The inevitable pull of Christmas has meant that there hasn't been a great deal of time to get out and about, so I've very little to report.
So I'm still on 127 photographed birds with another 145 left to find.
I think in the new year I'm going to have to start going to specific places in order to see the birds I need to tick off my list in order to get back into the swing of things. I've still had a great day today heading off to Longham Lakes for an early look around, but it's not the same when you can spot something new or interesting.
Anyway, here's what happened when I headed off to Longham this week.
I left around 9.30 which is the earliest I've headed off to the Lakes. Unfortunately, it wasn't well-timed, because of the position of the sun. All the action typically takes place on the far side of the lakes, and the sun was directly in front of me, meaning sun glare was a constant issue. By the time the sun was behind me, the birds were on the far side of the lake, which meant taking photos quite problematic. Still, it was a great walk regardless and I saw a fair few interesting birds. The black-necked grebe continues to elude me and I lucked out on seeing any Fieldfares and Redwings, but I'll try and get out again in a few days time.
One of the first things I spotted was this Greenfinch. He got relatively close, so I was able to catch a fair amount of detail on him.
I then spied a Kestrel in a tree. Well actually, I missed him originally, and caught him as he flew to another. The tree was obscuring him, so I waited for him to have a poo. Sure enough, as soon as he made his deposit he took off and I was able to capture this shot of him.
Cormorants were everywhere, but this one got closest too me and he was still a good 50 odd feet away. Still, managed to capture some nice detail and you can see he's still wet from a swim.
Unfortunately, I didn't see this Heron as I had my back to him. It would have been nice to get a shot head on, but that's the break with bird watching sometimes. Your eyes can't be everywhere.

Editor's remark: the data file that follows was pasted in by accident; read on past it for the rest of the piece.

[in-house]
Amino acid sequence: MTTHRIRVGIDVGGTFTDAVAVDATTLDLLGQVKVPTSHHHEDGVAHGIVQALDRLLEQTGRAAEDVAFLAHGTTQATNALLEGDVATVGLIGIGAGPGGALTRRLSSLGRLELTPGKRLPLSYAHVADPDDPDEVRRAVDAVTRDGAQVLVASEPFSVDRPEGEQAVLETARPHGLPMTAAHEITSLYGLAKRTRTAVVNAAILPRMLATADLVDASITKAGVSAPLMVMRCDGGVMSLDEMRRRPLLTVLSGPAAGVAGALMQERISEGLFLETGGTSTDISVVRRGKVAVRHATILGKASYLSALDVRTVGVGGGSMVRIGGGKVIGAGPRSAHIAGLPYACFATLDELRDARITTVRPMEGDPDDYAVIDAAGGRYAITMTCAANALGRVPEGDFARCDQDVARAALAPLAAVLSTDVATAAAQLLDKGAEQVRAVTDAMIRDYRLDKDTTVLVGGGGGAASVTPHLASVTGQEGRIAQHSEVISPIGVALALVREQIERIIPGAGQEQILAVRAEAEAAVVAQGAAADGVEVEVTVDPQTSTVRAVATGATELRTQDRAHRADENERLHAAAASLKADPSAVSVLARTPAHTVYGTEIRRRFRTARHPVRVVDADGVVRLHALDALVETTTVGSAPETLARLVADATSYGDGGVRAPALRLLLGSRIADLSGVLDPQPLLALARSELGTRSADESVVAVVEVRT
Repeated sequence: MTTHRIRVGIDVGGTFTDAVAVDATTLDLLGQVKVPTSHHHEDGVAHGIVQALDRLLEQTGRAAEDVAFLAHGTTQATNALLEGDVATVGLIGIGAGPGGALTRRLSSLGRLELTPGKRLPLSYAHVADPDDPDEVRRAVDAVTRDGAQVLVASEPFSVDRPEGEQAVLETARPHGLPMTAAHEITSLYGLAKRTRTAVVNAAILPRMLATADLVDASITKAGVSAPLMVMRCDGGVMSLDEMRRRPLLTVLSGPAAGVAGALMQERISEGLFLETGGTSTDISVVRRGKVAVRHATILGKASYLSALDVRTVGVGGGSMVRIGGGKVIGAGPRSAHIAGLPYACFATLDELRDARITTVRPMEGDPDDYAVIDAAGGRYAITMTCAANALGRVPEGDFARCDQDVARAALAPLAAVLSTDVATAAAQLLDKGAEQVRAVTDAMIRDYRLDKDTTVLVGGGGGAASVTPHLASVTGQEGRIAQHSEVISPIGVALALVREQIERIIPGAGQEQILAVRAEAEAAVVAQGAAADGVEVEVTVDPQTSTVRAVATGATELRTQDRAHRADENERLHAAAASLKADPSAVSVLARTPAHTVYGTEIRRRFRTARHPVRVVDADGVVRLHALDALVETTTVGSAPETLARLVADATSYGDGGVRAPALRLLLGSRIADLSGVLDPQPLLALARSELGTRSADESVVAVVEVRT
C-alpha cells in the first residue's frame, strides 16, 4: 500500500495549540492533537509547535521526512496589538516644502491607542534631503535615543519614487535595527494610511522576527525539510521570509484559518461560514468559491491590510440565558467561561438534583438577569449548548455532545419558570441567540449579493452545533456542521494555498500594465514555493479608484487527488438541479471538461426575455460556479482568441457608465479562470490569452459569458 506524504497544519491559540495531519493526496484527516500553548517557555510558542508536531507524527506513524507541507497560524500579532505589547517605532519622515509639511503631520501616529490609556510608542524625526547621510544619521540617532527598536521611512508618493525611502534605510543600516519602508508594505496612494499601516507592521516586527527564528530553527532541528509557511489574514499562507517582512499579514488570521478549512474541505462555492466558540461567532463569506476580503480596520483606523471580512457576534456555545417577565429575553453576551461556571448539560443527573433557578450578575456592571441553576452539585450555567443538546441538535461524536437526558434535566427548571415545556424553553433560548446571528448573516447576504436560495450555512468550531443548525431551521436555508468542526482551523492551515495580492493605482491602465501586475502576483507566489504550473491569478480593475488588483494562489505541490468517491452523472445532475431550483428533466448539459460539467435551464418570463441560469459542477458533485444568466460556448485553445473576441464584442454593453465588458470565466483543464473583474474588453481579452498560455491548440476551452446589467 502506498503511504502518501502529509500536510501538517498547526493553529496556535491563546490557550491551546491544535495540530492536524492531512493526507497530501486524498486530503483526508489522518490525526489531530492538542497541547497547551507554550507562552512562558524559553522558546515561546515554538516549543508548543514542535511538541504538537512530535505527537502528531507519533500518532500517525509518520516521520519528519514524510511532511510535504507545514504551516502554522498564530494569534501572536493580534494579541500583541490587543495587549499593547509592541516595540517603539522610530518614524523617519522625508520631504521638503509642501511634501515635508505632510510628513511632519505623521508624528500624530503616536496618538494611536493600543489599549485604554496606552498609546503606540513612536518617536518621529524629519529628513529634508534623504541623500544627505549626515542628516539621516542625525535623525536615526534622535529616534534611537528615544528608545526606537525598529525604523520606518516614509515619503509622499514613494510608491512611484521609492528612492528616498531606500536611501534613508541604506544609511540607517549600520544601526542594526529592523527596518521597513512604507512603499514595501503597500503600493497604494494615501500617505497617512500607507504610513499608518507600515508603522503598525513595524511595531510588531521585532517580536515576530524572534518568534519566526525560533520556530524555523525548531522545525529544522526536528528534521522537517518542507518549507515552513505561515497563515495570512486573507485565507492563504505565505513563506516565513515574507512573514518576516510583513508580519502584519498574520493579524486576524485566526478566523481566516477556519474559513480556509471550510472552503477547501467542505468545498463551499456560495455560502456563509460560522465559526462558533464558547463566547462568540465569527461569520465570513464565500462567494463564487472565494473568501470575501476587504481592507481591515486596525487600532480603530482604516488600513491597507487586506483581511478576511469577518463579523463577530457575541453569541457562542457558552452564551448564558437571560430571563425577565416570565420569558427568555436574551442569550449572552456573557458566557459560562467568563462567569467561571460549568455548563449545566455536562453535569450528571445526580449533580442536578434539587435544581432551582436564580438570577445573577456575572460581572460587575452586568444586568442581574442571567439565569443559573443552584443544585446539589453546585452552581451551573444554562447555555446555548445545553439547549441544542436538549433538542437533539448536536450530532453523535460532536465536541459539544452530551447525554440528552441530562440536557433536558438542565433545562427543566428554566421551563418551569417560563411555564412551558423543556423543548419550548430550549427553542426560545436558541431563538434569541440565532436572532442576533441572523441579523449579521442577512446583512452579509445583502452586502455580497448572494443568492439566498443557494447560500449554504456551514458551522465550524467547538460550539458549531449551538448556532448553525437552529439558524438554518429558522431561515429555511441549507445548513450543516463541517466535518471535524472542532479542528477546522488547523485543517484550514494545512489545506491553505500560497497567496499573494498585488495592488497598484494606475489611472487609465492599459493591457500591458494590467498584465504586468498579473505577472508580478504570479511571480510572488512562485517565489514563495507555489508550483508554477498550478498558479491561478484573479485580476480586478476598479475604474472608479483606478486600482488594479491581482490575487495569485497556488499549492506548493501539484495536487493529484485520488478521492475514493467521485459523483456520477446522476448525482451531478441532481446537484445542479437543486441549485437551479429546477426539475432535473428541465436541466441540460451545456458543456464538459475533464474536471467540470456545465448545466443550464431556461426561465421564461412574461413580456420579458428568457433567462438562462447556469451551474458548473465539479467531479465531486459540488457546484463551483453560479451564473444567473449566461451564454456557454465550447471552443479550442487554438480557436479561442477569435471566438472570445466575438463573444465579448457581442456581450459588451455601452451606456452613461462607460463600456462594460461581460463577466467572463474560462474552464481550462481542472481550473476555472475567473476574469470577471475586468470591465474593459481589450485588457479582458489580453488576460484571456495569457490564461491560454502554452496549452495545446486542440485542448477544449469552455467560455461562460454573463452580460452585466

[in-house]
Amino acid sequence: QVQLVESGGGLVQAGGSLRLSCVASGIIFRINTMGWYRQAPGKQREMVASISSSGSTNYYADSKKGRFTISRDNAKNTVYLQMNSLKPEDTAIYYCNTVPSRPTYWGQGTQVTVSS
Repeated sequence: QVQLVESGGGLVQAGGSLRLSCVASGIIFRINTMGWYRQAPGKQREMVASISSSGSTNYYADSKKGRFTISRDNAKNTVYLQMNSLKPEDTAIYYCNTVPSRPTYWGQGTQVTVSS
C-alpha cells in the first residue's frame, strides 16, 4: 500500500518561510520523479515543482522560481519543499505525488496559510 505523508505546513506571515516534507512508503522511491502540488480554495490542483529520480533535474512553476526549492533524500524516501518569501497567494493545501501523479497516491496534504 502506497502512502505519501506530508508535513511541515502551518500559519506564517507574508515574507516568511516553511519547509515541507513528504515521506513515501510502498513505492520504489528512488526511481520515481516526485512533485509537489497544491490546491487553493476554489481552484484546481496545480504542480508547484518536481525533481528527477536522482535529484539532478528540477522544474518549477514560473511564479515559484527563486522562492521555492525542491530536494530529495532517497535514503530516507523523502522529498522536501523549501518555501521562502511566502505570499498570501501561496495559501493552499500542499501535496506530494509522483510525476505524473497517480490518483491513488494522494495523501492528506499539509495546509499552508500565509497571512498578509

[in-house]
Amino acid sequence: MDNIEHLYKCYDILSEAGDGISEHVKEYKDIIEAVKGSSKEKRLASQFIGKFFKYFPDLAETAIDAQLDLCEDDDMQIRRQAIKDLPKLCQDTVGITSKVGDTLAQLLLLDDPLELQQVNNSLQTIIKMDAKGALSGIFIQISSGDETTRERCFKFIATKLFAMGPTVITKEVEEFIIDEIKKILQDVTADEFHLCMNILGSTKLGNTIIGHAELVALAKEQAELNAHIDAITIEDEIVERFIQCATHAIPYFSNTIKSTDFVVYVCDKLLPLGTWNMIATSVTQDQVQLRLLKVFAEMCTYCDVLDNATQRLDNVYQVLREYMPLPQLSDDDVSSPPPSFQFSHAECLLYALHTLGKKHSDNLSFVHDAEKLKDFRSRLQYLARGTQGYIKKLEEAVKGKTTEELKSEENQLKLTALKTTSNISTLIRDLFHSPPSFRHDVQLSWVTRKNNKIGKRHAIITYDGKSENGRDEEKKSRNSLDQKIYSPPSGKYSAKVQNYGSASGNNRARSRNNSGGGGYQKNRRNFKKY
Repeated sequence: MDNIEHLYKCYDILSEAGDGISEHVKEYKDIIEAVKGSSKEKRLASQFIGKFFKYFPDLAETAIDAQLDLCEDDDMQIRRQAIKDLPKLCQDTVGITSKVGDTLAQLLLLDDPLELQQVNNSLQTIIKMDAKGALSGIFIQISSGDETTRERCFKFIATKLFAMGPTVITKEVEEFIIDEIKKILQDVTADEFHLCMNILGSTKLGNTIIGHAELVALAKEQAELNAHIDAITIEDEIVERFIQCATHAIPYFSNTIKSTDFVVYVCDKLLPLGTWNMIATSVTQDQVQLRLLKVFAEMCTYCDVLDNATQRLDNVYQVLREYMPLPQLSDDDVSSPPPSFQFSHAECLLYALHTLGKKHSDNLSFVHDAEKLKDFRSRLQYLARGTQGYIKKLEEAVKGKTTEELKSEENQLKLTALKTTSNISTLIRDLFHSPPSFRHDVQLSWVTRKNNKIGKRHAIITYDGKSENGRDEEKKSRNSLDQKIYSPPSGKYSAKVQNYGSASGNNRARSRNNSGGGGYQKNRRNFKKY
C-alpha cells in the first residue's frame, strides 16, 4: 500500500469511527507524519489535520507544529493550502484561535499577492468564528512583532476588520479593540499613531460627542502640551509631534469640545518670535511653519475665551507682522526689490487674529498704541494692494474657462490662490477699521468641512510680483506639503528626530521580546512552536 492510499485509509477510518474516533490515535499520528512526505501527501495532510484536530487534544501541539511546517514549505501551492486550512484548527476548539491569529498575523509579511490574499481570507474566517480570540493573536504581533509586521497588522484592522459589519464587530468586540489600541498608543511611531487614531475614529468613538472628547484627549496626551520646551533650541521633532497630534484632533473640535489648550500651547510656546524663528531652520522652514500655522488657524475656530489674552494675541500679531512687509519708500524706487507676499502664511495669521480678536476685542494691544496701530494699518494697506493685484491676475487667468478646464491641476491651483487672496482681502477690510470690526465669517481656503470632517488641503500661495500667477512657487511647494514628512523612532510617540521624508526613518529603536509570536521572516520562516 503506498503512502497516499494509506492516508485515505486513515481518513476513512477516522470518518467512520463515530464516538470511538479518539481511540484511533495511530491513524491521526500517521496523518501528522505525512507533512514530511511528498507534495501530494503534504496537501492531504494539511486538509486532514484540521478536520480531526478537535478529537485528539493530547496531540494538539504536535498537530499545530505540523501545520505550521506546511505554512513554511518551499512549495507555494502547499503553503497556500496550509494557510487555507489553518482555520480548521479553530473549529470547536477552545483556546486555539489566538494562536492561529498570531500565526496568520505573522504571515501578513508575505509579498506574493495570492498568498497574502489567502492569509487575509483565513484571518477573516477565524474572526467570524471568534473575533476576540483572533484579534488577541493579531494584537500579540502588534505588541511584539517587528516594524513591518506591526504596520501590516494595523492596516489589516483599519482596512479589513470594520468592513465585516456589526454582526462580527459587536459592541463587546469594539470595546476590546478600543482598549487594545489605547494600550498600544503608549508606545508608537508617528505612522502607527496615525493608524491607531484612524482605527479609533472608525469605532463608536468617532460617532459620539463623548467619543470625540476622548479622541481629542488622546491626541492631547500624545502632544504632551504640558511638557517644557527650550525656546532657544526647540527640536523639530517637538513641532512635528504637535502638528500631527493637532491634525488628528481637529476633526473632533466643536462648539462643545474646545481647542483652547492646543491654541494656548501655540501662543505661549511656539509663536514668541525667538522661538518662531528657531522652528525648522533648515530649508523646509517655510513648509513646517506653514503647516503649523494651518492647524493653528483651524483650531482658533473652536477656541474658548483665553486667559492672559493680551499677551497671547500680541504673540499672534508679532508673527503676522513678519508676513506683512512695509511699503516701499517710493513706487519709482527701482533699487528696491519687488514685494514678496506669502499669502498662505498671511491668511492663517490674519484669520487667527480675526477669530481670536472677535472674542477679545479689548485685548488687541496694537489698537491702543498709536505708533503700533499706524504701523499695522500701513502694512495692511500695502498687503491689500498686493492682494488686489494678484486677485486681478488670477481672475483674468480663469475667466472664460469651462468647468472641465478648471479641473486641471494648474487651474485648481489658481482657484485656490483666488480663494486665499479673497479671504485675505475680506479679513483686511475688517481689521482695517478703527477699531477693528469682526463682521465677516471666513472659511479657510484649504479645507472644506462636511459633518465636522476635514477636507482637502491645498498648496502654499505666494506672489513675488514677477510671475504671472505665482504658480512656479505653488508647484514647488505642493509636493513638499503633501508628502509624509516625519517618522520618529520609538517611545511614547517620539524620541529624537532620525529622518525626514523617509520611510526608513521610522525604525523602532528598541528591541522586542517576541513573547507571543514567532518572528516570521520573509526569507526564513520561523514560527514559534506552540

Mallards where everywhere, and were always open to a photo opportunity. I quite like this one as it shows off the brilliant green head and that lovely yellow beak.
Not a bad shot, but Little Grebes are tremendously shy and this one refused to get within 50 feet of me. It's not a 100% crop, but it's not as sharp as I'd like.
Forgot my exposure here meaning there are blown elements on the bird. I guess the composition is okay, but it's not as good a shot as it could have been. There weren't too many Mute Swans around, so I'm guessing they were in the nearby fields.
It was quite far off but I liked the extreme splash landing this Cormorant made as it came in for a rather clumsy little landing.
There's a little island about 40 feet from the sore and this Grey Wagtail was there looking for food. The island was largely deserted, so he had the place to himself.
I now had the sun to my back, but the tall reeds meant I couldn't see birds until I disturbed them. This Gadwall looked rather pretty as the sun really brings his colouring out.
A Tufted Duck, but a lousy shot. Still I like Tufted Ducks, so up it goes.
I wanted to get a Christmas Robin and I was rewarded with this little fellow. It's three days late of course, but a nice touch all the same. I'm impressed with how much better the 7D is at picking out birds in branches compared to my old Canon 600D.
This is when I feel I could do with a teleconverter. There's a nice selection of birds here, including Shoveler, Cormorants, Lapwings and a Black-Tailed Godwit. It's a good 70-odd feet out, meaning this is a 50% crop.
Spotted this Pochards as I was on the way back to the car. I love their red eyes, it gives them an almost alien-look. They were a good way out, but I'm still pleased with the composition.
Caught this Rook as I was heading back to the car. I saw plenty of Magpies, Carrion Crows and Jackdaws, but only this Rook got near enough for a photo opportunity.
The final bird of the day was another Grey Wagtail that I was able to get extremely close to before some other walkers scared him away.